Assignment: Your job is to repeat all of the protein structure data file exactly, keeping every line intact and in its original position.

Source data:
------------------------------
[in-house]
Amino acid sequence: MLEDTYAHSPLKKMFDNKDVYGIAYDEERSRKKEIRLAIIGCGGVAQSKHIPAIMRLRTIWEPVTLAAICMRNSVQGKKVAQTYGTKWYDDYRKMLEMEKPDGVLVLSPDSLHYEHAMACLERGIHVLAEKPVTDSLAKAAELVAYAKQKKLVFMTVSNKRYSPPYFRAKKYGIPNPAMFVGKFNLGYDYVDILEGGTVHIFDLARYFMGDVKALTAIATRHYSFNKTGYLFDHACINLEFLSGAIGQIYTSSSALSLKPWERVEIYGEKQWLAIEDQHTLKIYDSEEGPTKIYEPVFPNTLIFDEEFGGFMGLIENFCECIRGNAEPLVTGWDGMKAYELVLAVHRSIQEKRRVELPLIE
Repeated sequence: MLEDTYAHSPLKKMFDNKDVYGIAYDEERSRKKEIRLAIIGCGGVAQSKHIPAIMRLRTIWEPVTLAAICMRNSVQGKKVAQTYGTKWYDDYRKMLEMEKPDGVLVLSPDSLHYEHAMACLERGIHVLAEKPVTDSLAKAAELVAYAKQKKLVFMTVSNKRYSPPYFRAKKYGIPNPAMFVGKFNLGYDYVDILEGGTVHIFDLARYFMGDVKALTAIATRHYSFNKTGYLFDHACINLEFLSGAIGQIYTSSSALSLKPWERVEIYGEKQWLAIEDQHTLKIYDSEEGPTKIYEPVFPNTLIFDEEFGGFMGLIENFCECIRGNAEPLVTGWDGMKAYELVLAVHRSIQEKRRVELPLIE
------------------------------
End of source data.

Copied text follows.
[in-house]
Amino acid sequence: MLEDTYAHSPLKKMFDNKDVYGIAYDEERSRKKEIRLAIIGCGGVAQSKHIPAIMRLRTIWEPVTLAAICMRNSVQGKKVAQTYGTKWYDDYRKMLEMEKPDGVLVLSPDSLHYEHAMACLERGIHVLAEKPVTDSLAKAAELVAYAKQKKLVFMTVSNKRYSPPYFRAKKYGIPNPAMFVGKFNLGYDYVDILEGGTVHIFDLARYFMGDVKALTAIATRHYSFNKTGYLFDHACINLEFLSGAIGQIYTSSSALSLKPWERVEIYGEKQWLAIEDQHTLKIYDSEEGPTKIYEPVFPNTLIFDEEFGGFMGLIENFCECIRGNAEPLVTGWDGMKAYELVLAVHRSIQEKRRVELPLIE
Repeated sequence: MLEDTYAHSPLKKMFDNKDVYGIAYDEERSRKKEIRLAIIGCGGVAQSKHIPAIMRLRTIWEPVTLAAICMRNSVQGKKVAQTYGTKWYDDYRKMLEMEKPDGVLVLSPDSLHYEHAMACLERGIHVLAEKPVTDSLAKAAELVAYAKQKKLVFMTVSNKRYSPPYFRAKKYGIPNPAMFVGKFNLGYDYVDILEGGTVHIFDLARYFMGDVKALTAIATRHYSFNKTGYLFDHACINLEFLSGAIGQIYTSSSALSLKPWERVEIYGEKQWLAIEDQHTLKIYDSEEGPTKIYEPVFPNTLIFDEEFGGFMGLIENFCECIRGNAEPLVTGWDGMKAYELVLAVHRSIQEKRRVELPLIE